Cork's subs and heart saved a lost cause against Tipp but lessons must be learned

Pat Ryan's side might have salvaged a point in Páirc Uí Choaimh but it only gets tougher in the next game, on the road to Clare
Cork's subs and heart saved a lost cause against Tipp but lessons must be learned

Cork super-sub Shane Kingston runs at Michael Breen of Tipperary. Picture: INPHO/Ben Brady

SATURDAY night’s thrilling Munster championship clash with Tipperary definitely felt like a point gained rather than a point lost for Cork, as the Rebels rescued the lively encounter with a brilliant late flurry.

When Tipp had knocked over three in a row from the 52nd to the 55th minute to go five points up it looked to be curtains for Cork. And despite the fact they were in trouble in a number of areas on the pitch, the comeback was exceptional, especially when you consider that they had to do it twice.

From the 58th minute on Cork outscored their opponents by 2-7 to 1-5, although when Mark Kehoe goaled in the 66th minute it looked to be all over. In fact, even before that, when two extremely cheap turnovers led to two points in a matter of seconds in the 62nd minute you sensed that there was no way back.

Then Fitzgibbon raised a green flag within 60 seconds of those scores to breathe new life into the Cork charge.

The hosts started like a house on fire, creating three goal opportunities inside the opening five minutes, with the impressive Declan Dalton nailing the third of them with an expertly batted finish. The Fr O’Neill’s man is often slated for not having the speed for inter-county. Well, if he’s not fast enough, then the Tipperary defenders he left for dead need to pack it in.

One-three to 0-2 after seven minutes, all was good in the world. Then came a bizarre fade out that threatened to scupper Cork’s championship ambitions.

The Dalton goal seemed to act as a lullaby to the Rebels, while it served to wake Tipp from their slumber. 

When Patrick Horgan slotted over in the 31st minute it was only Cork’s third point in 24 minutes. In that period, the Premier had rifled over 11.

One of the main reasons for this dominance was that Cork seriously struggled to secure any of their own long puck-outs. Last week against Waterford possession came easy from Patrick Collins' lengthy deliveries, but here every ball was hard won.


Another major reason for Tipperary’s dominance in this period was how easily they were winning the midfield battle. Cork were being completely overrun, with Seamus Kennedy seemingly having the freedom of the right wing to rifle over two long-range points and set up lots of attacks, while Noel McGrath was spraying ball all around Páirc Uí Chaoimh at his leisure.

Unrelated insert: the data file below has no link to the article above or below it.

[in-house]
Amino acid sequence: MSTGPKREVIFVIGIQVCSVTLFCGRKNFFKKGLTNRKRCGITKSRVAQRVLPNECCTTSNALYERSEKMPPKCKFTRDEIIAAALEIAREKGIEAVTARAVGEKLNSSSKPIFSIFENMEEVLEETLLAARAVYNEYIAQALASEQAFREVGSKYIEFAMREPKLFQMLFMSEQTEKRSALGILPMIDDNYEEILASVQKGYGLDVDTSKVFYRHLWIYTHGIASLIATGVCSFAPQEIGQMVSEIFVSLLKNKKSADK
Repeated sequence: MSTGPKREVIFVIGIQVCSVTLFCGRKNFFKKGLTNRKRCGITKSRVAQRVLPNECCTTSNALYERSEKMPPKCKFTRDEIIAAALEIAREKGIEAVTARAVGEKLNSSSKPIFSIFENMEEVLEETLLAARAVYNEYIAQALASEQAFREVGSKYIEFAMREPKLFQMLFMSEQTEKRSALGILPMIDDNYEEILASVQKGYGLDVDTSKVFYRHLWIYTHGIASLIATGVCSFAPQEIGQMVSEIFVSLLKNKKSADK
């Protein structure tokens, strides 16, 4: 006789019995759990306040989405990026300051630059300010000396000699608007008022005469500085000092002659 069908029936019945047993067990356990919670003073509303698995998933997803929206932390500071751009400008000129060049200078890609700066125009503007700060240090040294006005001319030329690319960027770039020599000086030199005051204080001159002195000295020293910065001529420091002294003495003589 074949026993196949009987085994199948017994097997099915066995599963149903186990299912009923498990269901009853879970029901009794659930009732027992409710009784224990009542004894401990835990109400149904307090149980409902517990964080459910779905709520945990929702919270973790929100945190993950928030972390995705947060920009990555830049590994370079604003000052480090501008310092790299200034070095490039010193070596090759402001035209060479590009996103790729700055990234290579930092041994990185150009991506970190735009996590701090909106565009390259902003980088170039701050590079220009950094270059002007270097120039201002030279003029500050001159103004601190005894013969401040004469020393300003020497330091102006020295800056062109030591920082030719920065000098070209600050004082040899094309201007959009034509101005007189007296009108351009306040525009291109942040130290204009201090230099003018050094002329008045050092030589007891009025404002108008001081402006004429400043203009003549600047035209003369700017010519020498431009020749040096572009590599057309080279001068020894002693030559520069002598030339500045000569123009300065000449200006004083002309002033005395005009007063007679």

Alan Tynan was getting on a world of ball as well, with the former Munster rugby man slotting three points in a Man of the Match performance. It was a huge shock for the likes of Brian Roche and Darragh Fitzgibbon, considering how well they lorded it six days ago against Waterford.

Losing Robbie O’Flynn to injury, in the act of scoring that crucial and brilliant 34th-minute solo goal, was a cruel blow to Cork, and could have serious repercussions later in the championship for Pat Ryan’s side, but Tipperary losing Jason Forde in the 16th minute was equally as important. Gearóid O’Connor deputised and knocked over three placed balls after, but he also missed two scoreable ones in the second half, and John McGrath mis-queued another that you suspect Forde would not have.

Gearoid O'Connor of Tipperary in action against Robert Downey of Cork. Picture: David Fitzgerald/Sportsfile
Gearoid O'Connor of Tipperary in action against Robert Downey of Cork. Picture: David Fitzgerald/Sportsfile

Everyone was worried about the Tipperary goal threat coming into this, but it worked out the other way around. Cork ended up with six excellent goal-scoring opportunities to Tipp’s three, with Cork obviously taking four of those and Liam Cahill’s side burying two of theirs.

While a lot went wrong on the night from Pat Ryan’s perspective the one thing he can take as a positive was the wonderful impact that his substitutions had on proceedings. 

The game was really getting away from Cork, so the replacements had to make their presence felt, and they did.

Shane Kingston stormed into the game in the second half, scoring three points and having that wonderful assist for Brian Hayes’ late effort, while Conor Lehane made an instant impact with a superb 47th-minute point and followed up with an excellent assist for a Darragh Fitzgibbon point in the 58th minute before going on to assist the Charleville ace for a crucial goal five minutes later.

Hayes, with his goal, and Tim O’Mahony with a great point and a number of other big possessions also impacted greatly, meaning Ryan will have something to think about when selecting a starting line-up for the trip to Ennis.

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